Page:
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EPA Issues Proposed Methane Limits for New and Modified Oil and Gas Wells

August 19, 2015

 

Further to our alert issued in July 2015, the U.S. Environmental Protection Agency (“EPA”) has now issued proposed regulations for the reduction of methane emissions from oil and gas operations, including specific requirements for hydraulic fracture (“fracking”) wells (the “Proposed Regulations”). The Proposed Regulations would require new or modified oil and gas wells to capture methane and volatile organic compounds (“VOCs”) by setting standards for certain equipment, processes, and activities, including specific limits on methane and VOC emissions from oil and gas operations. The Agency had considered but did not elect to include existing wells within the purview of the proposal.

Fracking wells have been subject to VOC emission standards since 2012, but the Proposed Regulations would impose additional methane standards on such wells. EPA estimates that the Proposed Regulations would reduce emissions of methane—a potent, but short-lived greenhouse gas—by between 340,000 short tons and 400,000 short tons by 2025, at a cost of $320 million to $420 million.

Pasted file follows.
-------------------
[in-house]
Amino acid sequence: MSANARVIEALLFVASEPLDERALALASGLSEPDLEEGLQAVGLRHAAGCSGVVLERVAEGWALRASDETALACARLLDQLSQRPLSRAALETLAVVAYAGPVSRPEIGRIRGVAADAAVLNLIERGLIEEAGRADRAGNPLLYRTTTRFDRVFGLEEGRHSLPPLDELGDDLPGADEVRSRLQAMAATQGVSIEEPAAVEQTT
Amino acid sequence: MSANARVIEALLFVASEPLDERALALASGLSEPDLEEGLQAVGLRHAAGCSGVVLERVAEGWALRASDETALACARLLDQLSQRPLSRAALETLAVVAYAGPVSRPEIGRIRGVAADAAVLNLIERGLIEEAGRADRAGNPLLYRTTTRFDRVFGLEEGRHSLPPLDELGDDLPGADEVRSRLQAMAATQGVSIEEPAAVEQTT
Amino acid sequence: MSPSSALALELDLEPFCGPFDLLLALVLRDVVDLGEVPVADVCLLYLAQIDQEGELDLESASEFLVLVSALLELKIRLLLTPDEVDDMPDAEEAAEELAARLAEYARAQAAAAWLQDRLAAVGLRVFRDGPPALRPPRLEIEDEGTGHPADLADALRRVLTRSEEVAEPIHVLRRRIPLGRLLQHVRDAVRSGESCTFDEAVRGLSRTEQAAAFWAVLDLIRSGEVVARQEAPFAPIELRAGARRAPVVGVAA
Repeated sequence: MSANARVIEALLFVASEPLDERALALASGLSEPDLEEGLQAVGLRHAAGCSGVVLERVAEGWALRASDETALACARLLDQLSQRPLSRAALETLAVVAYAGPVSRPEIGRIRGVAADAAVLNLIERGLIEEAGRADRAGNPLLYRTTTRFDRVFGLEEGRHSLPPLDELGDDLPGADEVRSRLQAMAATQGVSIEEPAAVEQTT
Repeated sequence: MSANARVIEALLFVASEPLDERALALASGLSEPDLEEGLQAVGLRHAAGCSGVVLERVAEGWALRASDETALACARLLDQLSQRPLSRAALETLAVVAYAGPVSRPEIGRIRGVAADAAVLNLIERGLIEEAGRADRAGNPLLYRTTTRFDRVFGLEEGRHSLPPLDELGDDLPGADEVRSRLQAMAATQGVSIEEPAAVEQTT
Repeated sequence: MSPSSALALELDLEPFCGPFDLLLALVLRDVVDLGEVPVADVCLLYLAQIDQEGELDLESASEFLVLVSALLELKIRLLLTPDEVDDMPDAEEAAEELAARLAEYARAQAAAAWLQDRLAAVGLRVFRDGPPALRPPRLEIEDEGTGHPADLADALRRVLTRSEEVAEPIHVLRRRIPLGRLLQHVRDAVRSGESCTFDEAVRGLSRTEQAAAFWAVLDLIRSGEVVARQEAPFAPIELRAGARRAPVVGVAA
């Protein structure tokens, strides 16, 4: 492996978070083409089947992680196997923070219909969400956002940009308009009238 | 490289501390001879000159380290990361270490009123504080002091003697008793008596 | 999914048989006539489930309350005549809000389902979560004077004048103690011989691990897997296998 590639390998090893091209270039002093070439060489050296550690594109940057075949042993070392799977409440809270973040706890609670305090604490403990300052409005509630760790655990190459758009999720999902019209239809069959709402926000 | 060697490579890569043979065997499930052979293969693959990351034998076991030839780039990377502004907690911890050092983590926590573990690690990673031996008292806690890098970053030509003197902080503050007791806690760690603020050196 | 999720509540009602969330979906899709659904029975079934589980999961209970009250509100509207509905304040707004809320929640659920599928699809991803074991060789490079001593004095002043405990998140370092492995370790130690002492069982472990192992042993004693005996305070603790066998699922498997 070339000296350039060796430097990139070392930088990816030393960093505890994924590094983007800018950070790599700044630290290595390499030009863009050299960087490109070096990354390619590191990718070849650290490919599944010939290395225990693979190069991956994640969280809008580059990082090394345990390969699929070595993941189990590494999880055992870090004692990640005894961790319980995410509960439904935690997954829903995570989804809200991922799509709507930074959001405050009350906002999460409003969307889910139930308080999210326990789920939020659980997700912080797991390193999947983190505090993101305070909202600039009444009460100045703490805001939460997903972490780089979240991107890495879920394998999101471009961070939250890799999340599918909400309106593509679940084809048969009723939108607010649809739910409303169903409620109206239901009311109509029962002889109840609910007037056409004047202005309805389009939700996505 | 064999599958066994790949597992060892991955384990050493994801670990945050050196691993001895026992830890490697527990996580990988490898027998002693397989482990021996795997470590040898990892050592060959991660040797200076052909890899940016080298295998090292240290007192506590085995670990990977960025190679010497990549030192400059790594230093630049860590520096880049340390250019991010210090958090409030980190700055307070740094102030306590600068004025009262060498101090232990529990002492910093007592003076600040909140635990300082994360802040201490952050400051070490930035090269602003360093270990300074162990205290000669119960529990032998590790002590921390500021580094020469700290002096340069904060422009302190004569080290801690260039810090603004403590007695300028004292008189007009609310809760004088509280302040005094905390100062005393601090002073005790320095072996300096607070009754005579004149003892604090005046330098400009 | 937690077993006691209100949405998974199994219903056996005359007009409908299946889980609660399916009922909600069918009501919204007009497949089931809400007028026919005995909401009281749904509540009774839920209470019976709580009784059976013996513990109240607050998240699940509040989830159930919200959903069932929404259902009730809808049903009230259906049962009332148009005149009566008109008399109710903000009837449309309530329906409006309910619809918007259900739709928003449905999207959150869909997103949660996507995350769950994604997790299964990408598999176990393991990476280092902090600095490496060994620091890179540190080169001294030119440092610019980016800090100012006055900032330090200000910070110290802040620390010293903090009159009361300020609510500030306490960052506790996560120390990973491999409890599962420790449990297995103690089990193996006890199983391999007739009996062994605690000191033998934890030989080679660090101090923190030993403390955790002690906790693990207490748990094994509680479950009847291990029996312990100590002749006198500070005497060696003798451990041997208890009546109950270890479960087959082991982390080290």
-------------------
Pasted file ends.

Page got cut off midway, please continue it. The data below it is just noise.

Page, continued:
Additionally, in connection with the Proposed Regulations, EPA published draft guidance titled “Control Techniques Guidelines for the Oil and Natural Gas Industry” (“Guidelines”), which do not impose legal obligations on sources, but are “intended to provide state, local and tribal air agencies…with information to assist them in determining [reasonably available control technology] for reducing VOC emissions.” The Guidelines provide information on both the type of technology and costs of such technology that can be used to control sources of VOCs, such as storage vessels, compressors, pneumatic pumps, processing plants, and fugitive emission sources.

Comparable regulations have already been implemented in several states. Commentators note that the Colorado regulations (which extend to both existing and new operations) are more stringent than the Proposed Regulations and are not expected to result in unmanageable costs for oil and gas operators.1 The comment period for the Proposed Regulations will start upon publication of the Proposed Regulations in the Federal Register (expected by the end of August 2015) and expire 60 days after such publication (unless otherwise extended). Environmental organizations will likely advocate for extension of the Proposed Regulations to existing sources.

For additional information on federal and state regulations on methane emissions, please see our previous client alert, which may be found here.

[1] Christine Buurma, Methane Caps on Drillers Worked in Colorado, BLOOMBERG BNA: DAILY ENVIRONMENTAL REPORT (Aug. 18, 2015). 


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